While working on this article, I mentioned I was researching Sue-Ann, and how there was so much I didn't know about Mirage block. A local store owner, and competitive player mentioned he agree'd with Mark Rosewater that Mirage is a 'hot mess' and he agree's with him. This started an interesting conversation about design direction, and art. Which came to Impulse. I stated the original look was iconic, in it, a mage looks upon an irrational and off screen mistake, while the modern art could literally fit on any blue instant or sorcery.

Bryan Talbot's artistic masterpiece.

Izzy's fine, but generic piece.

Anyway the owner then says 'playing with Mirage cards makes me feel like I'm playing the Magic School Bus TCG' and then, this gem, 'the art is very dated, and although it's unique, most of it has aged very poorly'. Naturally, the only response I had was 'the Mona Lisa is very dated, and while it's unique, it has aged very poorly'. He responded with a 'are you going to compare Magic art with art art', I responded 'yes', and he left the argument, later saying 'we will agree to disagree'.

In simple, the art direction isn't distinct, it isn't memorable, I'd bet my last dollar its overanalyzed by the 'suits' Myrfors mentioned, made to be as cheap and inoffensive as possible, and then put onto the shelves, to be throw away cards for booster drafts. We will get to that aspect in the next part. (Chris's rebuttle)

Tuesday, December 4, 2018

Gaint Turtle: 'the most obscure card in old school'.

“See the TURTLE of enormous girth! On his shell he holds the earth. His thought is slow but always kind; He holds us all within his mind. On his back all vows are made; He sees the truth but may not said. He loves the land and loves the sea, And even loves a child like me--Stephen King, The Dark Tower

 "I feel this is the most obscure card in old school mtg. I have never even seen one in person and old school magic is my main hobby."--Joseph Freshwater


Today's card is a suprisingly obscure common from Legends. Giant Turtle. Early magic has it's fair share of 'giant' creatures: Spiders, badgers, albatross, and not one, but two turtles (well one is a tortoise). While I was a kid, I was a big fan of his blue cousin, the green one never really caught my eye, until Joseph up there made a comment about it.I guess in some ways, 'giant X' is an easy fantasy trope, that is versatile, but somewhat realistic, and it works. This one has a flavor different from it's cousin however.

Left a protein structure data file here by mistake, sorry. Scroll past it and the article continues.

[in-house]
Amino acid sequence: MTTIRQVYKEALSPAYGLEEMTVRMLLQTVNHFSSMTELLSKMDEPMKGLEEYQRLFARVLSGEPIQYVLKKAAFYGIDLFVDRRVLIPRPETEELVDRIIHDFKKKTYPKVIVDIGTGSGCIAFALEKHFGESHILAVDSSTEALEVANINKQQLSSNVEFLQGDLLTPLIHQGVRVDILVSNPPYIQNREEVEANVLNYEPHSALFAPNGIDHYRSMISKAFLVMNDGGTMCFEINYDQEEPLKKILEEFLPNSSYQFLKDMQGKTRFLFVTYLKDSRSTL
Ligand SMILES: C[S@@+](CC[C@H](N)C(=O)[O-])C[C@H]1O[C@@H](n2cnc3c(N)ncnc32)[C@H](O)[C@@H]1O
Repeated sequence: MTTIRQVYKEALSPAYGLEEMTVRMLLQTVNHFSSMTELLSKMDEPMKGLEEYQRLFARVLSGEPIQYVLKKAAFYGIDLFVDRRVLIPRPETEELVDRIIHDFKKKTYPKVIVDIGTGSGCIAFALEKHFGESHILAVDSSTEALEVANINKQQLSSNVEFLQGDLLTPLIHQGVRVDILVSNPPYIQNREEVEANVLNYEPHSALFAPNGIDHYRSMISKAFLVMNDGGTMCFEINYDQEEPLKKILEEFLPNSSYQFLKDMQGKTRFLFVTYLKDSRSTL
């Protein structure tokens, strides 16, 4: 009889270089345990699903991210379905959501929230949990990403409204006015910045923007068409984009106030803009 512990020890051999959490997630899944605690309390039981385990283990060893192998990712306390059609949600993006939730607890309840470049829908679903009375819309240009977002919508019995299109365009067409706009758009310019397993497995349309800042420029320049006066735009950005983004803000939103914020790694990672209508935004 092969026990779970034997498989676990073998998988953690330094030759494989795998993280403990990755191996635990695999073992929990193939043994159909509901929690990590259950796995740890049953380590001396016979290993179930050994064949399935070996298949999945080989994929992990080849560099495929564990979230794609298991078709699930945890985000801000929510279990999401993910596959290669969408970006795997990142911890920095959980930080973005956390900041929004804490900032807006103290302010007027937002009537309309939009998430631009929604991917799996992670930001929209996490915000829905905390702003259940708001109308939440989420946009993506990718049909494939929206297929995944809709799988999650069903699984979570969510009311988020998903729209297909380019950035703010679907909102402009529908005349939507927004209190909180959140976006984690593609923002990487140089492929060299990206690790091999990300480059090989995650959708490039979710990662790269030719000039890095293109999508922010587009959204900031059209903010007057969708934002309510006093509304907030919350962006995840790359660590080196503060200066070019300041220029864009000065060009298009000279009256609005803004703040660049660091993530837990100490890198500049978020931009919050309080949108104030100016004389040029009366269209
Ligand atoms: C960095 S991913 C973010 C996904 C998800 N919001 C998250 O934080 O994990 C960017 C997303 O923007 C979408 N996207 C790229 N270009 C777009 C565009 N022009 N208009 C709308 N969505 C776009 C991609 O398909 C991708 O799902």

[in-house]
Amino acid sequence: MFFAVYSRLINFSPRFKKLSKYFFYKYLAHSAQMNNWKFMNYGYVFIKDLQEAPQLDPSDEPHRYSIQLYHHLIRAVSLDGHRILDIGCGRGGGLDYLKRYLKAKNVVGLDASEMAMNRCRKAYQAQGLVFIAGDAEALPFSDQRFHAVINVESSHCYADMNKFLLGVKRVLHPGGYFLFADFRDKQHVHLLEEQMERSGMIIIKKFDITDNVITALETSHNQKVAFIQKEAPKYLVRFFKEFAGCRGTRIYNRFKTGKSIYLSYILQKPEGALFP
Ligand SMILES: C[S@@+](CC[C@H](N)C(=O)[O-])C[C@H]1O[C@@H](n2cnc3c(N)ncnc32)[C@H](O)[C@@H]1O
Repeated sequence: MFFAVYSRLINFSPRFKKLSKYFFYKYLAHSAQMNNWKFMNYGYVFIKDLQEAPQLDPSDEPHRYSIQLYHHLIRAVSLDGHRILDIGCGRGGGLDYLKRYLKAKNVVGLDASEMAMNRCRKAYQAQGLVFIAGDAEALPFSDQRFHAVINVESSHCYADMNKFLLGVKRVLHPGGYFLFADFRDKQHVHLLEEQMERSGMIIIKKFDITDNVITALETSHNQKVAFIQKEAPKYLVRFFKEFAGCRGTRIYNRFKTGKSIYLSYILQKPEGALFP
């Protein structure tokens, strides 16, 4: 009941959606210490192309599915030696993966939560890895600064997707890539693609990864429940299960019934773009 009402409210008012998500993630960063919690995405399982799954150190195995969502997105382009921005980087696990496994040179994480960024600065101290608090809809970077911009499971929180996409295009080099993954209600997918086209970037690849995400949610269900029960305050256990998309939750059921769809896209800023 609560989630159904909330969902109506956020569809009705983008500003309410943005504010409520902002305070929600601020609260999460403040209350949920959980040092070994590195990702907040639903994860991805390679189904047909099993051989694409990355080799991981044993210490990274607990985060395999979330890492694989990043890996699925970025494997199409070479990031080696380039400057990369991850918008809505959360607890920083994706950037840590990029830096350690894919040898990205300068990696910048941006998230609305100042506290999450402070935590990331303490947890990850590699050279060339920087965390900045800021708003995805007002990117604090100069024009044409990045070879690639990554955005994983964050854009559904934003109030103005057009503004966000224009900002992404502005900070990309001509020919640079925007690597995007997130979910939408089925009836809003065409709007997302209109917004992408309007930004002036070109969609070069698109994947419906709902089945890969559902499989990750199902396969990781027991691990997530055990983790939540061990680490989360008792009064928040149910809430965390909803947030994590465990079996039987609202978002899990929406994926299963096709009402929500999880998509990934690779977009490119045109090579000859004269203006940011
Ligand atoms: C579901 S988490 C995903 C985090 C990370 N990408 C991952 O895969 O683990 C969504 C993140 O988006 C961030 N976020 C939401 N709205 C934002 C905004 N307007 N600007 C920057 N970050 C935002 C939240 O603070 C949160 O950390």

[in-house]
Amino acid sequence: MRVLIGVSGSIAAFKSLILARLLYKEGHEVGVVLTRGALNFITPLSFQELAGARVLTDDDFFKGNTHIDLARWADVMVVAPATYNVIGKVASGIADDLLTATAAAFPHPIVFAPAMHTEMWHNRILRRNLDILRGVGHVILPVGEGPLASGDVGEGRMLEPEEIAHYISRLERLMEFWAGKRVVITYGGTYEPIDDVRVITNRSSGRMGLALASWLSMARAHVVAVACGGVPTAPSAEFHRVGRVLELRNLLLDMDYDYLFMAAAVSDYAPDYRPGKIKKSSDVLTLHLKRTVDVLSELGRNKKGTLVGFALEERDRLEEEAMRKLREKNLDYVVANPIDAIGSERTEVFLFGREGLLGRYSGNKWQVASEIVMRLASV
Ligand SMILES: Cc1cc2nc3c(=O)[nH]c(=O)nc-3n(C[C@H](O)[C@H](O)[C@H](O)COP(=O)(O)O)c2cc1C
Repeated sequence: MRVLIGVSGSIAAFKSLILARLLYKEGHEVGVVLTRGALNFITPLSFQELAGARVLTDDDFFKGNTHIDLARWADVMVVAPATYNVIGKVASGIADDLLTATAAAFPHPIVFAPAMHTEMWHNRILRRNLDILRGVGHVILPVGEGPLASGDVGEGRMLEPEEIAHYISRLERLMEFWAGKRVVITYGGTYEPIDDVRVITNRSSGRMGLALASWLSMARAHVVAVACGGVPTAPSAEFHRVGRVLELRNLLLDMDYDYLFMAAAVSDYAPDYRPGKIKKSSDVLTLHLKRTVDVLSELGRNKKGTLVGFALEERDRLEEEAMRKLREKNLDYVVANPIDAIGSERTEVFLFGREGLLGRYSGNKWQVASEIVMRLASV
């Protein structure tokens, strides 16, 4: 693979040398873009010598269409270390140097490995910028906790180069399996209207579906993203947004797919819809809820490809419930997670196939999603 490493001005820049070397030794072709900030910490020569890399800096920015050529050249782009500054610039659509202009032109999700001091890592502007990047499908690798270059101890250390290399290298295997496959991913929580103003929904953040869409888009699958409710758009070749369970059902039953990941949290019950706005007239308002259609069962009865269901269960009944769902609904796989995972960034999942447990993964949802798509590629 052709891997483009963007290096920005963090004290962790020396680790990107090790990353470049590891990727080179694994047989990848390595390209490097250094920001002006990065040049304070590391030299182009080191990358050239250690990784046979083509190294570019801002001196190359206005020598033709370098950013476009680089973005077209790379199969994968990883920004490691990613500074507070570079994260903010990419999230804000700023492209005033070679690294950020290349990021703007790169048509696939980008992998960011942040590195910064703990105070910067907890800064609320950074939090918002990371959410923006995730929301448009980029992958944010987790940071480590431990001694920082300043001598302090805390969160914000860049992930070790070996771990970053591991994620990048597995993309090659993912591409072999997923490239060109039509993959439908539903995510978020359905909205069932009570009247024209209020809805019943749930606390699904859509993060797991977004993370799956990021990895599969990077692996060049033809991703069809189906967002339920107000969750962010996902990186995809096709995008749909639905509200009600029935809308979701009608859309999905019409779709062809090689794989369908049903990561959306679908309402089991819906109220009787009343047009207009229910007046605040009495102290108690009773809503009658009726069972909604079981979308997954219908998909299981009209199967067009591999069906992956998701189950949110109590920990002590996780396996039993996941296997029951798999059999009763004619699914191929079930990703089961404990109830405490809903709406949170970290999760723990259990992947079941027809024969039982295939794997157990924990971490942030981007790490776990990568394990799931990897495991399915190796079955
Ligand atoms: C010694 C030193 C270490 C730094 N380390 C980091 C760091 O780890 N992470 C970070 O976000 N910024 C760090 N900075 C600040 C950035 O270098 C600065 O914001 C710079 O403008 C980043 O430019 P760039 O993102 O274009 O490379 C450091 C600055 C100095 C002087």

Art: First we have to start with the art. Jeff A. Menges always pleases, and this is of no exception. The only difference here is, the look of American Legends cards. I always said, the faded technique on them just didn't do the art justice. 


Here is an example: 


On the left, we have the Italian print. While it does lack flavortext, which is a shame, it shows the art better, thanks to a generic bright hue. It's an honest issue I have with all American Legends cards. However, I also enjoy being able to read my cards, which in itself is pretty good. It makes it difficult in choosing which to play, because of the clear differences in color.

Just take the full art for example:

Image may contain: outdoor
Nom nom nom.
It's certainly more memorable with it's full color. Plus the 'oh shit' look is amazing.

The art itself is memorable, showing a humous seen of two vagabonds running as a giant turtle comes from submergement. It's actually a really well done piece, and I feel it didn't get it's just due from Legends.

Art 4/5

Yes I know this is already here.

Playability. Honestly, in a time where a 2/2 for 3 is actually considered decent, a 2/4 for 3 is good. The 4 toughness keeps at bay a large number of weenies, the color green makes it not worry about protection. It can survive most damage based removal, being immune to bolts. X would cost a minimum of 5. While it's two power makes it a weak option again other midrange creatures, it's toughness plays it more like a wall that can occasionally attack. Its drawback is actually fairly minor, with it only being able to attack every other turn. While it can hurt a beat down strategy, it's still not as bad as other drawbacks in the format.

 However, he's not the best midranger out their, since for one more you get Erhnam. However, that's not a fair comparison. I feel they ultimately serve better goals. Instead, it's better to look at the turtle that can occasionally attack.

 Playability 3/5. It gets the job done.

Flavor: The idea is simple, a turtle that's giant should be as strong as an elephant, but much tougher. The shell however, is very straining to carry, and it must take a turn to rest before it can attack again. With this, the card makes complete flavor sense. Simple but efficient, what we love about old school.

Flavor 5/5.

Overall: An easy overlooked card, probably worthy to be experimented in. I can't honestly say it's good, but it's worth a try. 


I wanted to talk about the flavor text. This card has one of only three flavor texts from the modern era (post WW1). 

 "The turtle lives 'twixt plated decks/ Which practically conceal its sex./ I think it clever of the turtle/ In such a fix to be so fertile."--Ogdan Nash, "The Turtle".


Ogdan Nash was a comedic poet, famous for his light and distinct rhyming style. He wrote over 500 poems, and died in 1971. Numerous poetry compilations of his work exists, and in his heyday, his name was known far and wide. He also appeared on numerous talk shows and radio shows in his day.